What's Going On at Pacifica?
After a year of conflict, Pacifica is hardly a place of dreams, grandiose or otherwise. The network's national staff has all but disintegrated. In January national operations were moved from Berkeley to Arlington, Virginia, where they were run for two months out of a borrowed office crowded with unopened file boxes. Then they were moved again, to WPFW's offices in Washington, where Bessie Wash will double as station manager and Pacifica's executive director. Wash made no public statements but signaled privately that she would try to bring peace. Her good-natured style is reflected in her station's laid-back on-air sound, and she is credited with putting the station in the black for the first time and with nearly doubling its audience. In early March, Wash (whose office declined an interview request) visited all the stations. At KPFA she impressed some staffers with her warmth and openness to their concerns, and she left behind some guarded optimism.
But Pacifica activists were not so easily mollified. Websites and e-mail lists noted, accurately, that Wash's station was the most energetic in its application of the gag rule and that she had canceled a media-criticism program, Counterspin, whose spin was one-sidedly anti-Pacifica board. Other appointments were also suspect in the eyes of Pacifica dissidents. The chairman-elect, David Acosta, was linked to the discussions about selling stations. One appointee, John Murdock, was identified as a lawyer in a firm whose specialties included management representation in labor disputes. Berry's appointment of Ganter as interim program director was described by one KPFA program host as "giving us the finger" because of Ganter's role in taking the station off the air and locking out the staff last year.
On the sidelines, one important constituency, the station managers of Pacifica's sixty affiliate stations, was growing increasingly impatient and expressed concern that the seemingly endless dispute is causing the deterioration of the national programming that is most important to their stations. Pacifica provides the affiliates with a satellite distribution service and Pacifica programs at fees far below those of NPR. (In a move unrelated to the dispute, Jerry Brown, the gadfly former California governor, ended his popular talk show when he ran for mayor of Oakland. Bensky's daily show was cut back to Sunday only, at his request, and has aired only on KPFA since he was fired. Neither program was replaced, leaving Democracy Now! and PNN as Pacifica's only national offerings.)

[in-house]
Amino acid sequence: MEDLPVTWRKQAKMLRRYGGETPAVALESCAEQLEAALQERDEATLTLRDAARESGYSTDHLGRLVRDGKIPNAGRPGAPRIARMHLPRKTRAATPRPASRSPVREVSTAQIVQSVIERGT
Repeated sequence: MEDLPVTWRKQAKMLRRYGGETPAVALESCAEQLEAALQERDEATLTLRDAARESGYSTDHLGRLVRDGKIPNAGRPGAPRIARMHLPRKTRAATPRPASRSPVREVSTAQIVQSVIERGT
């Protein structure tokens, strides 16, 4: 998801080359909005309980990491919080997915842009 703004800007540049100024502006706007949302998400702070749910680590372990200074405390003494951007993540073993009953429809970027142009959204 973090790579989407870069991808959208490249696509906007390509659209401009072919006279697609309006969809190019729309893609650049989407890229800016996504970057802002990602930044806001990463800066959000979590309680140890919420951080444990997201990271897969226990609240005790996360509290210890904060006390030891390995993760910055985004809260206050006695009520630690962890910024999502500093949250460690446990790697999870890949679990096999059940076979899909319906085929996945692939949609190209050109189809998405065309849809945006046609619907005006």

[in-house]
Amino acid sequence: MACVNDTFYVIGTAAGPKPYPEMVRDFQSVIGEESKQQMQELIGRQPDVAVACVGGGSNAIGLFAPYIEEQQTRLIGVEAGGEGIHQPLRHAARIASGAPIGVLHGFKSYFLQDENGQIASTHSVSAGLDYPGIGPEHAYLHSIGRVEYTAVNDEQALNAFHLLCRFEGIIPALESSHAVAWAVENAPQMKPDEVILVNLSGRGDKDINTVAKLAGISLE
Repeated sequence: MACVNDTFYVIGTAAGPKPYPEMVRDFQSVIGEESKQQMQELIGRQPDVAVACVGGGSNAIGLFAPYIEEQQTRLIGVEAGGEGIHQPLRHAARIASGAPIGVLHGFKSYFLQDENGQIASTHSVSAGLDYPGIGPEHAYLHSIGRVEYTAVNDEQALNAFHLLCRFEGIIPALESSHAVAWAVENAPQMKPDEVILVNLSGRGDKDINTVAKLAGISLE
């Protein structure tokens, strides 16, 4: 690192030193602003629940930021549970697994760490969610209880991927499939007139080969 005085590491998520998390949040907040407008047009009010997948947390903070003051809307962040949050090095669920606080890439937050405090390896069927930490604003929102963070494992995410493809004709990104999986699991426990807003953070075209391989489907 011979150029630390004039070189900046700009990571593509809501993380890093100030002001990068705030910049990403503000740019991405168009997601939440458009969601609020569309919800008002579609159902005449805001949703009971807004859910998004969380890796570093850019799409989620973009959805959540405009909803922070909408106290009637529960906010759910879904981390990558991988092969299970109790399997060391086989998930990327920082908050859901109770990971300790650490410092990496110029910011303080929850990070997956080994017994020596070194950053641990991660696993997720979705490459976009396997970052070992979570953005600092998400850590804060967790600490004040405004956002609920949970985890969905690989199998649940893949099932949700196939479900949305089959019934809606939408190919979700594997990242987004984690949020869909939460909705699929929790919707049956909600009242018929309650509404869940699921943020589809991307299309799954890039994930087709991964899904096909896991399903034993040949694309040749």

Rob Lorei, news director of community station WMNF in Tampa, Florida, says Pacifica "shares our values--written in our station's mission statement--of social justice, peace and equality." He added, "We see ourselves as balancing the bias in the mainstream media, and that includes NPR." But, said Lorei, the turmoil, especially the perception of censorship, has gravely hurt Pacifica's credibility at his station. "Before, Pacifica was as good as gold to our listeners. But now we are hearing from listeners who say they don't trust Pacifica. They want to know if there is an alternative. And our listeners aren't political types like you have in New York and California." Lorei and other affiliates say that Pacifica's energies have been misplaced in internal struggles at the expense of moving forward to implement technological changes, such as expanding quickly into online webcasting and direct broadcast from satellites. "Pacifica will become an artifact or a dinosaur," Lorei said. "What's happening in media is passing them by--wireless Internet, satellite radio. They aren't there."
Richard Towne, who runs station KUNM in Albuquerque, New Mexico, which caters to a mix of progressive communities, with special emphasis on programming for Native Americans, joined a one-day boycott of Pacifica programs last October because he wanted "to send a message to the [Pacifica national] board that they aren't doing their job." Still, he said, he applauds the board for trying to move the network in the direction of building up national programming.
What can finally be said to make sense of so conflicted a tale? Pacifica has survived many quarrels, although it is hard to find one so long-lasting and bitter as this one. The network, in its 50s, has still not tapped out the reservoir of political commitment, affection and good feeling it earned in its early decades. There are no problems at Pacifica that cannot be fixed.